Mary Lawrence withdraws from Second District congressional race

portrait of mary lawrence
Mary Lawrence

The race to replace John Kline as representative of Minnesota’s Second Congressional District took a surprise turn Tuesday when Dr. Mary Lawrence, one of the leading contenders for the DFL nomination, withdrew.

For the moment, Lawrence’s withdrawal leaves Angie Craig of Eagan facing only token opposition for the DFL nomination, unless Lawrence’s withdrawal induces other DFLers to enter the race.

Political handicappers have long favored Craig to win the DFL endorsement for the seat, but Lawrence, who is wealthy and was viewed as able to raise substantial campaign funds, seemed headed for a primary challenge.

Officially, Lawrence said she was suspending her campaign, despite the fact that she feels that she could win a primary, because a primary campaign would be expensive and divisive within the DFL, reducing the chances of a DFLer winning the seat, which has been held by Republican John Kline since 2002.

Kline has been re-elected by fairly large margins ever since – most recently by 17 percentage points in 2014 — but announced that he would not seek another term. Several candidates, most notably former radio talk-show personality Jason Lewis, are vying for the Republican nomination.

But the seat is not considered safe for Republicans. President Barack Obama carried the district in both his 2008 and 2012 runs, and several DFL candidates for statewide office have also carried the district. All of the professional political handicappers agree that Kline’s retirement makes the seat a toss-up or a leaner heading into 2016, and the Democratic Congressional Campaign Committee is targeting the race as a potential Democratic pickup.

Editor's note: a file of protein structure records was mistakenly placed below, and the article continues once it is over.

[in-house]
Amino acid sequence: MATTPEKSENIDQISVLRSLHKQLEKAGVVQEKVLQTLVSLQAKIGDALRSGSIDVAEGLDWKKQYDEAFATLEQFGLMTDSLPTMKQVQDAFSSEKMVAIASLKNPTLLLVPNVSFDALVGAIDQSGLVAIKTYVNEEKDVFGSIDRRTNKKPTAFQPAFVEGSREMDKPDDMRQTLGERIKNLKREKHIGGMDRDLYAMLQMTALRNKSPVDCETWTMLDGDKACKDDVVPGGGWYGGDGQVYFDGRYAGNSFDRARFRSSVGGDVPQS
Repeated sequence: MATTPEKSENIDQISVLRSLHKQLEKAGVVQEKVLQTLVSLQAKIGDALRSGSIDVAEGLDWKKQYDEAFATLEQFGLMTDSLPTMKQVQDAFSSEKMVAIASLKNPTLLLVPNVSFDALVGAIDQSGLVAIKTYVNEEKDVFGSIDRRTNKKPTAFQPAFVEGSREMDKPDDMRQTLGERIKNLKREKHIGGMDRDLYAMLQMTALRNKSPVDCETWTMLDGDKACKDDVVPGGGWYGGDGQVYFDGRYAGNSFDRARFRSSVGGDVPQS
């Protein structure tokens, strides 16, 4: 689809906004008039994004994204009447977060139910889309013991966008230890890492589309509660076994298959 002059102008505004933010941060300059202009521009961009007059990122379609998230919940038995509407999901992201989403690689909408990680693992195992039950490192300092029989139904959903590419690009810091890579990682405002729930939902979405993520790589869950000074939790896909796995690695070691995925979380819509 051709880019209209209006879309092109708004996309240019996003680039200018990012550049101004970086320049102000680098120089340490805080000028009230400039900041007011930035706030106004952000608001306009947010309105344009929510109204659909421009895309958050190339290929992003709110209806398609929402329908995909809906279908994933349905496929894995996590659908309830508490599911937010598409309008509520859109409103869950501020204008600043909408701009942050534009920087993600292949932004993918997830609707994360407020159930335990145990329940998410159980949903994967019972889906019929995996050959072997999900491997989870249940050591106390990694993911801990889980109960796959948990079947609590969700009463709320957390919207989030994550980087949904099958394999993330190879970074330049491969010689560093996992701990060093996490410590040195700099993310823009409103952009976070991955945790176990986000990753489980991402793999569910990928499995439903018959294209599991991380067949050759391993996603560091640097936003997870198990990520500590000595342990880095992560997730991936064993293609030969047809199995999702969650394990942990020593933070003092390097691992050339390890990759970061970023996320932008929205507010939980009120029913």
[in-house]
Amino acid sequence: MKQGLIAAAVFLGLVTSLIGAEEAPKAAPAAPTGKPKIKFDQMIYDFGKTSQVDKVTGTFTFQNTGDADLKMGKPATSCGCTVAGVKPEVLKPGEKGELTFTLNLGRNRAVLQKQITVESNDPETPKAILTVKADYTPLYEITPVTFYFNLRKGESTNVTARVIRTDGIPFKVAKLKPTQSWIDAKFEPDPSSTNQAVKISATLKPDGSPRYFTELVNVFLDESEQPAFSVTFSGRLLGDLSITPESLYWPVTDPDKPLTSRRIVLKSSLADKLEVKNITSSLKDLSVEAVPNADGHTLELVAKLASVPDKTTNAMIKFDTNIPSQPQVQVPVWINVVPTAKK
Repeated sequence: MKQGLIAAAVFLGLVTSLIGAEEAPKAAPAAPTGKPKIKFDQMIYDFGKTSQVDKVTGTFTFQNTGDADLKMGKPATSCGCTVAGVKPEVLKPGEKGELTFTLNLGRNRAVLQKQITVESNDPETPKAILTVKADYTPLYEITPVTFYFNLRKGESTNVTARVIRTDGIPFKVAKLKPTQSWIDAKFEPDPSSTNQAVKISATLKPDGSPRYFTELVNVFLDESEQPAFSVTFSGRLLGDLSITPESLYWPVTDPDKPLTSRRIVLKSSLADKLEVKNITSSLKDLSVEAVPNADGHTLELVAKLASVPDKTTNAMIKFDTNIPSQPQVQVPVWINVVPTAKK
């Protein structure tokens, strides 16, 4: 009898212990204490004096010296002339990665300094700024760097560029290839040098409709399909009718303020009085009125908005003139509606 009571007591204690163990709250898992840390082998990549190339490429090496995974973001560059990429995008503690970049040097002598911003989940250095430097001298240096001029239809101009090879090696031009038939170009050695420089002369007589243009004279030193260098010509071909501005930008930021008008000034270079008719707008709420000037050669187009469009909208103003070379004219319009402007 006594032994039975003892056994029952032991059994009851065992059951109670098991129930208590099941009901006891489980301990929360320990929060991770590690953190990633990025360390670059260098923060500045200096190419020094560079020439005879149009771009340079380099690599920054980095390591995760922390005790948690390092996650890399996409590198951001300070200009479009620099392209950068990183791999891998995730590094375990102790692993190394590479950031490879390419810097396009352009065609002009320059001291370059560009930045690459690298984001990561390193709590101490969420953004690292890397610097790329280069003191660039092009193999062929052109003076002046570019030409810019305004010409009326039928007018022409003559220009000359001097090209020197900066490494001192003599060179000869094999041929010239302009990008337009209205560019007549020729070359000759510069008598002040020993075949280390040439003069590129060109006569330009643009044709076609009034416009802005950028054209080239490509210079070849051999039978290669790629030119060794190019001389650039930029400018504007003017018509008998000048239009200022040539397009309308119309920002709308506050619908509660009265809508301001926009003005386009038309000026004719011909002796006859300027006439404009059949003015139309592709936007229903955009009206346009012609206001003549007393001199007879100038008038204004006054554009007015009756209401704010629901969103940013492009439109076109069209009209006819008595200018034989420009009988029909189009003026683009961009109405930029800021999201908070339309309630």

The Second Congressional District stretches from the southern Twin Cities suburbs southeast to Wabasha County.

For the moment, Lawrence’s withdrawal is a boon for Craig, a former St. Jude Medical executive, who, if she wins the seat, would be the first openly lesbian member of Congress from Minnesota. But there is still time for another DFLer to enter the race, and Lawrence’s withdrawal will probably set off some serious thinking. Several DFL politicians have surely considered seeking the seat if Kline ever retired. But Kline didn’t announce his plans until Craig and Lawrence were already running, which led several who might have run to hesitate.

State Rep. Joe Atkins of Inver Grove Heights, for example, who has contemplated running for the seat and for several statewide offices over the years, had announced that he would not enter the congressional race this cycle. One DFL insider described Atkins as an obvious example of someone who had passed on the race when Craig and Lawrence seemed to have claimed dominance over the endorsement and primary paths, respectively, but who might be thinking hard now about taking a shot.

The list to look at would include those with a record of activism in DFL politics in the district, and perhaps especially those with strong ties to organized labor, which is seen as a possible weakness for Craig because of her work as a corporate executive.

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